Tuesday, January 31, 2006

What made us tick



What made us tick was living in the middle of the area surround by Bear Butte, Fort Meade, Ellsworth AFB, Sturgis, and the Black Hills. The butte raises 1253 feet above the surrounding plains, is a lacolith, and is a major center for hundreds of Indian tribe’s religious concerns and it is 5 Miles from Fort Meade. I had already climbed the Butte at least a dozen times including one trip up on the back of a burro. Trips up on Easter morning and camping trips on top and at the base. Trips up with my Scout patrol to send smoke signals, to other scouts located, back home, 7 miles away.

One mile away, from the Butte, was Bear Butte Lake and also our swimming pool. During the hot summer days we were at the pool constantly. A small bus left from town every morning, heading to the pool for swimming classes and back at noon. After the required one-hour delay after eating, to prevent cramps, we all headed back for the afternoon. There was no bus in the afternoon so we hitchhiked or walked the 7 miles. If you walked you had to be alert for rattlesnakes, bulls and electric fences. If we had a newcomer in the hike we would get into a discussion about electric fences and then always dare them to pee on the fence. Usually they would accept the dare and what fun that would be. Our pool was a large, sand lined affair with a 9’ depth by the diving boards. It wasn’t very good sand as you couldn’t see more that 3 or 4 feet. Tough on lifeguards trying to see someone in trouble. I remember a few people drowning. I also remember one of our lifeguards breaking his neck when he tried to jackknife dive off the lifeguard stand, on a dare. Not much for filtration as the water ran in from an artesian well on one end and overflowed into the lake on the other but it had a sand beach with plenty of room to show off and get into trouble.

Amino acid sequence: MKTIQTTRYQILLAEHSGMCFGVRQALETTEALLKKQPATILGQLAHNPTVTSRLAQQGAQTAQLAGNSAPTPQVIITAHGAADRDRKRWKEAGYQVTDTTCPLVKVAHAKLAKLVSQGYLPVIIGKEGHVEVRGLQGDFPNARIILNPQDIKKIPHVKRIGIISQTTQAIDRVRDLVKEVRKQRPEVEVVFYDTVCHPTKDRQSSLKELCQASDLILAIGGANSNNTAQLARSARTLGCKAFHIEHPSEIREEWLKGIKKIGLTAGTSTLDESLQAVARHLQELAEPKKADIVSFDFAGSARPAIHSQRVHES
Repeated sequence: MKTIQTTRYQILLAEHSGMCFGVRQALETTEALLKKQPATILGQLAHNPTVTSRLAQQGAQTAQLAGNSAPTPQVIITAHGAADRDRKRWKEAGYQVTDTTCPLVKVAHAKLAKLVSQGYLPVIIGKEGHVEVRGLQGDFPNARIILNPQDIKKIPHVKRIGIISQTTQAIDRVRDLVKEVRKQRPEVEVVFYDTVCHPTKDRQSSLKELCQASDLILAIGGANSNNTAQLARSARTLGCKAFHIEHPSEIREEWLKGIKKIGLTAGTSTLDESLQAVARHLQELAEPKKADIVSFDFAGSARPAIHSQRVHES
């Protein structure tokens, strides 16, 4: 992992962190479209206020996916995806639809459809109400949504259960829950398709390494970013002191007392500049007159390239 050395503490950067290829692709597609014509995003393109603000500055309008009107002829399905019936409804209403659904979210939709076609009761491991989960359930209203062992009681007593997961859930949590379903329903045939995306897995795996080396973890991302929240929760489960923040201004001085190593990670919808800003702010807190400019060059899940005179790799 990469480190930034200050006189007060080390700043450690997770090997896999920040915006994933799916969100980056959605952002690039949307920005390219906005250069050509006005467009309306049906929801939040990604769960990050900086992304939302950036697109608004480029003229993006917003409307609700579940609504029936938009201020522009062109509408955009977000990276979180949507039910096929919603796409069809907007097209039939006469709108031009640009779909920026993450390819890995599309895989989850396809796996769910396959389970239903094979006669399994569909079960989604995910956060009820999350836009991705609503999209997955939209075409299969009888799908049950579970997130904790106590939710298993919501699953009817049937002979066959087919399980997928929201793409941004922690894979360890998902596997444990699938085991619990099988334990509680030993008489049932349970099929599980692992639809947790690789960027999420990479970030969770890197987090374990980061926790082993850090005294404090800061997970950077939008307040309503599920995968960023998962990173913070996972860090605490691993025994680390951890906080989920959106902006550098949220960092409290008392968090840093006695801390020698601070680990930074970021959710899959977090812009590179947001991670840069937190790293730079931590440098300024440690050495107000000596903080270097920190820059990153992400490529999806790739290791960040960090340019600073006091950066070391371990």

The Fort, today, is a large Veterans Hospital but originally was a Calvary Fort with a duty to keep white settlers out of the religiously important Black Hills after gold was discovered by General George Custer in 1876. They couldn’t stop the miners so then they had to protect the miners from the Indians. It was from Ft. Meade that General Custer and his famed 7th Calvary launched his ill-fated foray into Indian Territory at the battle of the Little Bighorn. Between Sturgis and Ft. Meade was an old Calvary cemetery that held many survivors [General Reno’s troops] of that infamous battle. Ft. Meade still has all of the old buildings such as the old barracks, stables, officer quarters and parade grounds. The area abounds in arrowheads, rifle and pistol casings.